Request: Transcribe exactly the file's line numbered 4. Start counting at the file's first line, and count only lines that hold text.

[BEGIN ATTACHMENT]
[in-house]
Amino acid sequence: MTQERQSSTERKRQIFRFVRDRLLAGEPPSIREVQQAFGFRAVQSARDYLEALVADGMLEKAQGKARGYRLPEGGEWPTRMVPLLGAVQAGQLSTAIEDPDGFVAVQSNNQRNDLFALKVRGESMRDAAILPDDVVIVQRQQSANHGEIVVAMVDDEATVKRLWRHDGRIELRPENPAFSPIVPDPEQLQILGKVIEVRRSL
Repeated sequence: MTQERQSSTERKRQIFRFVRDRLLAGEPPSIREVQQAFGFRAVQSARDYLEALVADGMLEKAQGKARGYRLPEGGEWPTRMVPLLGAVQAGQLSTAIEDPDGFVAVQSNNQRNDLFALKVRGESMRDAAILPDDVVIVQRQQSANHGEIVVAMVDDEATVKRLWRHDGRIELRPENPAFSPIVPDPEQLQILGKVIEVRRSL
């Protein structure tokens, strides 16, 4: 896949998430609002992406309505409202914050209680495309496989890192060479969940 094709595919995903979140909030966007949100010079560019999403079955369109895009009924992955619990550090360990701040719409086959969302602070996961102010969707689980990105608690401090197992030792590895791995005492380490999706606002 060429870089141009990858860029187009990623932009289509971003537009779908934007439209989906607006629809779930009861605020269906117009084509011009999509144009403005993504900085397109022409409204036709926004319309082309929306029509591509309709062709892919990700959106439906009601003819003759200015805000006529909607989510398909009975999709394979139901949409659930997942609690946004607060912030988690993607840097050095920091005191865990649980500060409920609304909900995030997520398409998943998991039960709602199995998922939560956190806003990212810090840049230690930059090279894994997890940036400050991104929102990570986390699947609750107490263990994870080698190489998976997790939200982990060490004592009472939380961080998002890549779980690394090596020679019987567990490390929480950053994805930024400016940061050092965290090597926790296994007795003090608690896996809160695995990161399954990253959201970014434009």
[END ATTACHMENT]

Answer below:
């Protein structure tokens, strides 16, 4: 896949998430609002992406309505409202914050209680495309496989890192060479969940 094709595919995903979140909030966007949100010079560019999403079955369109895009009924992955619990550090360990701040719409086959969302602070996961102010969707689980990105608690401090197992030792590895791995005492380490999706606002 060429870089141009990858860029187009990623932009289509971003537009779908934007439209989906607006629809779930009861605020269906117009084509011009999509144009403005993504900085397109022409409204036709926004319309082309929306029509591509309709062709892919990700959106439906009601003819003759200015805000006529909607989510398909009975999709394979139901949409659930997942609690946004607060912030988690993607840097050095920091005191865990649980500060409920609304909900995030997520398409998943998991039960709602199995998922939560956190806003990212810090840049230690930059090279894994997890940036400050991104929102990570986390699947609750107490263990994870080698190489998976997790939200982990060490004592009472939380961080998002890549779980690394090596020679019987567990490390929480950053994805930024400016940061050092965290090597926790296994007795003090608690896996809160695995990161399954990253959201970014434009």